Professional Skiers and Snowboarders Hit the Streets of San Francisco
Professional skiers and snowboarders take to the streets of San Francisco
October 13, 2005 5:30 PM
As temperatures peaked into the mid 80’s, athletes raced down one of San Francisco’s steepest streets – on snow.
Icer Air 2005, which was put on by the Tahoe-based Icer company that sells spray wax and apparel, was hosted by Olympic gold medalist Johnny Mosely and featured over 20 professional skiers and snowboarders hurdling down a snow laden Fillmore Street.
After they leaped out of a trolley car parked at the top of Broadway, riders whizzed down past the stop signs and flew over a jump at Vallejo made of concrete and Styrofoam then landed near Green Street.
Despite noise level, traffic, and safety concerns from residents in and around the Pacific Heights neighborhood, Icer gained approval last Thursday from the Interdepartmental Staff Committee on Traffic and Transportation to dump over 10,000 cubic feet of snow.
“I think it’s (the event) a great idea. It’s brought a lot of people out and it’s fun just to see something completely different, kind of wacky,” said Heidi Erieksen of San Francisco.
However, some of the residents concerns turned out to be valid. The unexpected crowd size that continued to swell throughout the day resulted in more traffic congestion while beverage cans, programs, and flyers were left soaking in the drenched streets.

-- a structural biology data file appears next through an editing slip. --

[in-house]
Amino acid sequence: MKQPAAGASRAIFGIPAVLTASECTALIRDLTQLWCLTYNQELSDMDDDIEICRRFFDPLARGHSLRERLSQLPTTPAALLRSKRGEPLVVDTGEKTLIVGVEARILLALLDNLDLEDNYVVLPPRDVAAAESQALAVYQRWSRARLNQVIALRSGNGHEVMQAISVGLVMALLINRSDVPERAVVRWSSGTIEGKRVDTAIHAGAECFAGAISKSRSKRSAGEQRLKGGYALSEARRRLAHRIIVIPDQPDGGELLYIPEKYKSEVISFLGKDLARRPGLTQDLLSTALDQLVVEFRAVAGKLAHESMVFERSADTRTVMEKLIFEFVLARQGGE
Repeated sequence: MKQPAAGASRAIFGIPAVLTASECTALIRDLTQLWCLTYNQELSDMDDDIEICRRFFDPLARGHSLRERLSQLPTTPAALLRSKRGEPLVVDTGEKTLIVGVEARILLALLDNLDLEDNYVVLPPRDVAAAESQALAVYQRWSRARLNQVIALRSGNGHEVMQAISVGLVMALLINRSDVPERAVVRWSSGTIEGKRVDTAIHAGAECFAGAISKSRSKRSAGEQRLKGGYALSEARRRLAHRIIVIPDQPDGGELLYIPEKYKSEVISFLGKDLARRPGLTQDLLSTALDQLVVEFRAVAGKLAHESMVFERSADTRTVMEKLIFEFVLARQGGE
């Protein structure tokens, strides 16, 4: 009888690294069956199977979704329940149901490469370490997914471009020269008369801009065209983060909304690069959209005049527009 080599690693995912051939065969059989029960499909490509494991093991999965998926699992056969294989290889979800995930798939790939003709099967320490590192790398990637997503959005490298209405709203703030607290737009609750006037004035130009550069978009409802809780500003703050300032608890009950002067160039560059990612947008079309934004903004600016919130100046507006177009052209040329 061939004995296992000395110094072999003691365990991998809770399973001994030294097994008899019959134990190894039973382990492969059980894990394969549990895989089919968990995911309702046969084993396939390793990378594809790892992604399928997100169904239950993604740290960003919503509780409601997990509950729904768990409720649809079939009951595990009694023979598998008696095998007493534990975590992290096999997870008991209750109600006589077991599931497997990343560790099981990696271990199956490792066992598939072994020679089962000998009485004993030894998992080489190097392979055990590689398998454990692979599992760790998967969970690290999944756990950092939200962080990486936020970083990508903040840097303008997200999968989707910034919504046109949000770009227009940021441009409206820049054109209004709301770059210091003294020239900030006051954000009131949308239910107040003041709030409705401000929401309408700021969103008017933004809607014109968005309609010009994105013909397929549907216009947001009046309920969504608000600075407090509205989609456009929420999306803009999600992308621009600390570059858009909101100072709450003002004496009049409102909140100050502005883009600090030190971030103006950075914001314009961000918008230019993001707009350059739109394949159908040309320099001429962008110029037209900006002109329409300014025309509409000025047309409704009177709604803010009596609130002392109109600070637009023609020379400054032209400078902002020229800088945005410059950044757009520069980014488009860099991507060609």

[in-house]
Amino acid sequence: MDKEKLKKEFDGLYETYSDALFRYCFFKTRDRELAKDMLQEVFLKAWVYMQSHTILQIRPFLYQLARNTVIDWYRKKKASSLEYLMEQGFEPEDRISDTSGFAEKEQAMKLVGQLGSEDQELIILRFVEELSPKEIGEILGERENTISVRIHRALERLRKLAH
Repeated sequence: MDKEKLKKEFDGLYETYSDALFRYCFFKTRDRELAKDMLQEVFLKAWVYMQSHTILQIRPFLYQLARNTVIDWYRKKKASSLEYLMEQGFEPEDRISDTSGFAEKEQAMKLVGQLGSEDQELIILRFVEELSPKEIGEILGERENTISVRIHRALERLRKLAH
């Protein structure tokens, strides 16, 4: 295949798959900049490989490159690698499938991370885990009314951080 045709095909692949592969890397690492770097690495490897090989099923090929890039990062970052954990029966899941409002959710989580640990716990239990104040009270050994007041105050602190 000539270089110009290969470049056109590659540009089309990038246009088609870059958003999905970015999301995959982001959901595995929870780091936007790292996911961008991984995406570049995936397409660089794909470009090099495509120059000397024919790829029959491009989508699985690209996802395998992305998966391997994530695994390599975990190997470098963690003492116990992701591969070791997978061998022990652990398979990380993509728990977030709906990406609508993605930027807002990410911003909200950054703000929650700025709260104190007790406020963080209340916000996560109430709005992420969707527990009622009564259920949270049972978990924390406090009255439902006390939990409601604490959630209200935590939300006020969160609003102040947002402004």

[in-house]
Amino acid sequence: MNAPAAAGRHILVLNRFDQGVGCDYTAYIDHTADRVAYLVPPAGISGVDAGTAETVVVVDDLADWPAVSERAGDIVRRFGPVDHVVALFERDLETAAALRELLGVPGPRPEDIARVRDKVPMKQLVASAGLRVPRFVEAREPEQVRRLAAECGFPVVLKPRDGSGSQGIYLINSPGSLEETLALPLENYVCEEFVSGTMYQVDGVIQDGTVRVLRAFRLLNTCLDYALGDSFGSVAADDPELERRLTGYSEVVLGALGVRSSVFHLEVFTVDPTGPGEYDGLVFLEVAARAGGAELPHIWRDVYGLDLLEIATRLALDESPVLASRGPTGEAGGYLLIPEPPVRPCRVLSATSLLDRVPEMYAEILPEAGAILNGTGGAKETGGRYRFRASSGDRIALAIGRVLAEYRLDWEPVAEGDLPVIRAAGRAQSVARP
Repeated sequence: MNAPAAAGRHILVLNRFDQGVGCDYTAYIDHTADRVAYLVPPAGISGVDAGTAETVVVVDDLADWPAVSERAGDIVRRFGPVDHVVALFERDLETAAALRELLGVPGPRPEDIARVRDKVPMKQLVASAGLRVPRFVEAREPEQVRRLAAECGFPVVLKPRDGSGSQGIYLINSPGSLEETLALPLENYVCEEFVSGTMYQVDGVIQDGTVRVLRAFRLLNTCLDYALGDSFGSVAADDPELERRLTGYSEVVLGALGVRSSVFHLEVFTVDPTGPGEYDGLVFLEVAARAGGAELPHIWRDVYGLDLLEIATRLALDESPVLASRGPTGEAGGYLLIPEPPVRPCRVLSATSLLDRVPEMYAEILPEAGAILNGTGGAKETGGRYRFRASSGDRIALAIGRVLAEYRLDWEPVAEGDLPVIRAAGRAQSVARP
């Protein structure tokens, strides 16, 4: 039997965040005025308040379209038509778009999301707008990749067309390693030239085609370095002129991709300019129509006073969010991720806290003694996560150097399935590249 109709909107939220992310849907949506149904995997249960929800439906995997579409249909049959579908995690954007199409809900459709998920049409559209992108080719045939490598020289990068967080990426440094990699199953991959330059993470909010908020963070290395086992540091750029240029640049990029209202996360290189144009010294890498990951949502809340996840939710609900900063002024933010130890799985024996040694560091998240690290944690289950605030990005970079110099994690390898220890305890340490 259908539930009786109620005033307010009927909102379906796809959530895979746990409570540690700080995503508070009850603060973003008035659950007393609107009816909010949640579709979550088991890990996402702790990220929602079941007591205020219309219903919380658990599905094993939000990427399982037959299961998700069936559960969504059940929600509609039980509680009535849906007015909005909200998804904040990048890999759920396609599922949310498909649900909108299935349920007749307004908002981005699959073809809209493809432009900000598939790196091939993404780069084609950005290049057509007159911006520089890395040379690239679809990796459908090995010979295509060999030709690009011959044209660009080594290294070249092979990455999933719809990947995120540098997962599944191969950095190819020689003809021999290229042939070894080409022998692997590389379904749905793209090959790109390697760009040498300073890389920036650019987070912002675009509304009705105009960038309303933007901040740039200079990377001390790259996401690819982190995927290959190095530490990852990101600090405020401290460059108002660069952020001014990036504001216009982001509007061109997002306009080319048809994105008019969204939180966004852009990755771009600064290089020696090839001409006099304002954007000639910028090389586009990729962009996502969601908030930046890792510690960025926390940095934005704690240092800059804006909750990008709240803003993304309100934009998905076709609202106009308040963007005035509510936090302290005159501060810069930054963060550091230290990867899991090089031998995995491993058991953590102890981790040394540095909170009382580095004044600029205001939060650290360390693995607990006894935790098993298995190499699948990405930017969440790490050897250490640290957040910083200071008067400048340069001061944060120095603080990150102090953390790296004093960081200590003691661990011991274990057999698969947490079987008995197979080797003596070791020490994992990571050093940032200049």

In addition, two people were taken to a nearby hospital with minor injuries after a couple competitors crashed into the sidelines.
“It’s kind of weird to just jump on your snowboard and jump down the city streets,” said Lake Tahoe native and Winter X Games bronze medalist, Jimi Tomer.
And for some, it was a first visit to San Francisco.
Jamie Anderson, 15, and the only female competitor, was excited to explore the city over the weekend. Anderson was the youngest person ever to compete in the Winter X Games in 2004.
“This is my first time. We’re gonna go shopping and stuff,” she said.
Jeff Breidenbach of San Francisco asked Icer Air in advance if he could take his cross-country skis and ski up the slope in between runs.
“It’s not often someone gets the chance to ski up the streets of San Francisco,” he said.
As if watching skiers and snowboarders get air over pastel-colored victorians were not enough, Danville couple Bill Parker and Tracey Daily decided the event was the perfect setting to take a leap of faith. After saying their I do’s, they put on their ski boots and skied down the slope.
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